Each month, we post a processing update to notify our readers about the latest collections that have finding aids online and are primed for research. Here’s the scoop for July:
- Andrew Joseph (A.J.) Armstrong papers: The Andrew Joseph Armstrong papers consist of correspondence, literary productions, and other materials collected during his tenure as Chairman of the English Department at Baylor University. His wife Mary’s genealogical records comprise the final series of the collection.
- Francisco Banda papers: Papers regarding Francisco Banda in relation to a 1922 conflict with his landlord, Clark Herring. Texas governor Pat Neff was asked to intercede.
- Baptist Missionary Publications: Indians of North America collection: This collection contains religious and educational publications in American Indian languages, most of which were translated and printed by Baptist missionaries in the Midwest.
- Bryan First United Methodist Church records: The Bryan First Methodist Church Records, 1903-06, consists of documents created by members of Bryan First Methodist Church (now First United Methodist Church of Bryan). The papers contain meeting minutes, financial ledgers, and attendance records.
- Charles and Lucy Exall Chaplin papers: The Charles and Lucy Exall Chaplin papers contain literary scrapbooks, and photographs pertaining to the Chaplin and Exall families in Texas. The papers document the lives of important Baptist leaders in Texas during Reconstruction, and the family’s service at several important churches around the state.
- Royston C. Crane collection: The Royston C. Crane collection contains personal and family correspondence, financial documents, legal documents, literary productions, and photographic materials belonging to Royston C. Crane, the son of former Baylor University President William Carey Crane.
- William Maury Darst papers: The William Maury Darst papers consist of manuscripts collected from 1894-1973. These papers contain literary productions and photographic materials, with essays, notes, slides, and other printed materials, reflecting his historical research interests and medical work in Texas.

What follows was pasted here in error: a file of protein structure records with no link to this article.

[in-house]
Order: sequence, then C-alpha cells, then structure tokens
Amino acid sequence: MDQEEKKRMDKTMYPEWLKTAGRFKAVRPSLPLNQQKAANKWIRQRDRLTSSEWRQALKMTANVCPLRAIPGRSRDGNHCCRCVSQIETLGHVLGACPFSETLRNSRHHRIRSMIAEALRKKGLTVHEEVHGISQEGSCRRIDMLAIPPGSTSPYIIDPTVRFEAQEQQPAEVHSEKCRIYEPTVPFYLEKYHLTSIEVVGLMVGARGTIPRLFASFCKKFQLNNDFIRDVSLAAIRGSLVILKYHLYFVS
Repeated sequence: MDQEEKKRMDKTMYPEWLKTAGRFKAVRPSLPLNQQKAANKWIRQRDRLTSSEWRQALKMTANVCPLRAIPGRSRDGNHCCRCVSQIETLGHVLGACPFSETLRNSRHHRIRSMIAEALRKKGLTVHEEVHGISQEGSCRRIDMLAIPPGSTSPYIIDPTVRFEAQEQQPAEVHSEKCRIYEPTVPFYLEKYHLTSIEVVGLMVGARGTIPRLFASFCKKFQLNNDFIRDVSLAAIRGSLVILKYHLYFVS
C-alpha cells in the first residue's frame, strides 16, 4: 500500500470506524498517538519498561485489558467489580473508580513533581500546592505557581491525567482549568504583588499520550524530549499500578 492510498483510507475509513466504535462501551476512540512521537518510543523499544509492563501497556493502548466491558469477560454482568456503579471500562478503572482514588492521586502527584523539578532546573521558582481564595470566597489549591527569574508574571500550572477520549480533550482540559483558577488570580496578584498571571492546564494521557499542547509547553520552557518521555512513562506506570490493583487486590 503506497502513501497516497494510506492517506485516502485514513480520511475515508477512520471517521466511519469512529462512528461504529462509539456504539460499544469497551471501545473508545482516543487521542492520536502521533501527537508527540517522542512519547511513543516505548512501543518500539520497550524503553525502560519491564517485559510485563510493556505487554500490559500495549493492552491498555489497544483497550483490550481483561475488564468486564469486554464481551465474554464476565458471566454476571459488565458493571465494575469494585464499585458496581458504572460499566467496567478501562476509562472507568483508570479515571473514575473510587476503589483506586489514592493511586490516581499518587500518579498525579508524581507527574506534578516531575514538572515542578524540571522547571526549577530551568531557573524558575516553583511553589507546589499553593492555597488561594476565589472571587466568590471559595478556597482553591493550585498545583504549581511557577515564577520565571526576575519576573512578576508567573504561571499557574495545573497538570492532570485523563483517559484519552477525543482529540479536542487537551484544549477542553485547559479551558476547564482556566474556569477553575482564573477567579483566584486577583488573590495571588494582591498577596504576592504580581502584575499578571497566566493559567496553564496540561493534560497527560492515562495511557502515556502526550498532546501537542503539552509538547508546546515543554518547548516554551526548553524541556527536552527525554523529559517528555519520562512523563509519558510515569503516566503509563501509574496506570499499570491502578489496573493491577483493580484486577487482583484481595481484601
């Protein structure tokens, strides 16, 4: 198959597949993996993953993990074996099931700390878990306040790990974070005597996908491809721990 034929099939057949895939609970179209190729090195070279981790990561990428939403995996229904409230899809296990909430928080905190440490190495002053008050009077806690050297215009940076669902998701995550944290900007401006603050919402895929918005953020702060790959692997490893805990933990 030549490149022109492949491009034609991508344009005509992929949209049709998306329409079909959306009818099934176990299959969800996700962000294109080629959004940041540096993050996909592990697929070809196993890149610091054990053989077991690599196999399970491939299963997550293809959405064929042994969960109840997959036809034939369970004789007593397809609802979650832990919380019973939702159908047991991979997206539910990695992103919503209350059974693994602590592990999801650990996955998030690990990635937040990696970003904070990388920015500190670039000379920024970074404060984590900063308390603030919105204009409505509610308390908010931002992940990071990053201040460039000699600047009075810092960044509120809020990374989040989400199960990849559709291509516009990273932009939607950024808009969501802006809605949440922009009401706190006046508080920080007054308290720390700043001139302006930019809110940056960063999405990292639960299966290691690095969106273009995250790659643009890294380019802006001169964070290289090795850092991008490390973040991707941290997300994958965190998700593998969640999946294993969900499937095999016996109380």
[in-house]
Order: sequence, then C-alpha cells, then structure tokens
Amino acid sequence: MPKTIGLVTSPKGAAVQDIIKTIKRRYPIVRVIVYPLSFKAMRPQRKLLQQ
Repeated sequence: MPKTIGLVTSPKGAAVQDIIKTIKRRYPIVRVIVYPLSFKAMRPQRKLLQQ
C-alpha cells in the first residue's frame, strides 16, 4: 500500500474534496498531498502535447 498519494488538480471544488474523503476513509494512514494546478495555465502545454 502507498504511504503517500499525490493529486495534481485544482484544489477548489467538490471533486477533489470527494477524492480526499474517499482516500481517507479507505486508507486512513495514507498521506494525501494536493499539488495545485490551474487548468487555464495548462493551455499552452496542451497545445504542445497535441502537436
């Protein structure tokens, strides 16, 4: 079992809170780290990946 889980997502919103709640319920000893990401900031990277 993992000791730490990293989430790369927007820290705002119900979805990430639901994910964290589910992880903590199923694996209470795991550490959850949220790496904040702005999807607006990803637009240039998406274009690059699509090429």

- Daughters of the American Revolution: Elizabeth Gordon Bradley Chapter records: The [Waco] Daughters of the American Revolution: Elizabeth Gordon Bradley Chapter Collection contains materials concerning the organization’s activities in the McLennan County area. These include minutes, scrapbooks, video tapes, yearbooks, programs, clippings, handbooks, and directories.
- Tracy Early collection: The Tracy Early collection contains professional and personal materials pertaining to newspaper and magazine articles written by Early, including correspondence, diaries, photographs, school work, books, and sermons.
- Kate Harrison Friend papers: The Kate Harrison Friend Papers consists of correspondence, literary manuscripts, scrapbooks, and photographs. The majority of the letters were to Kate Harrison Friend, philanthropist of Waco.
- McLennan Family collection: The McLennan Family Collection consists of correspondence, legal, financial, literary, and photographic materials. This collection focuses on Neil McLennan, namesake of McLennan County.
- Ben Milam papers: One letter from Ben Milam to Richard Pryor regarding the settling of Texas.
- Rotan (Edward and Kate Sturm McCall) papers: The Rotan Papers contain literary productions, correspondence, photographs, clippings, and a ledger book. Edward served in the Civil War, then became a business leader in the Waco community as president of First National Bank, among other positions. Kate was very active in various civic organizations and helped establish Waco’s first public library.
- John Kern Strecker papers: The John Kern Strecker Papers consist of correspondence, financial documents, literary productions, and a photograph. Strecker was curator of Baylor’s museum, which was named the Strecker Museum in his honor.
You can see how wide and varied The Texas Collection’s holdings are! These records—and the finding aids we have online—are just a small representation of the thousands of collections we preserve for future researchers. We’re working hard to make our collections more visible and hope that one of them will spark your interest!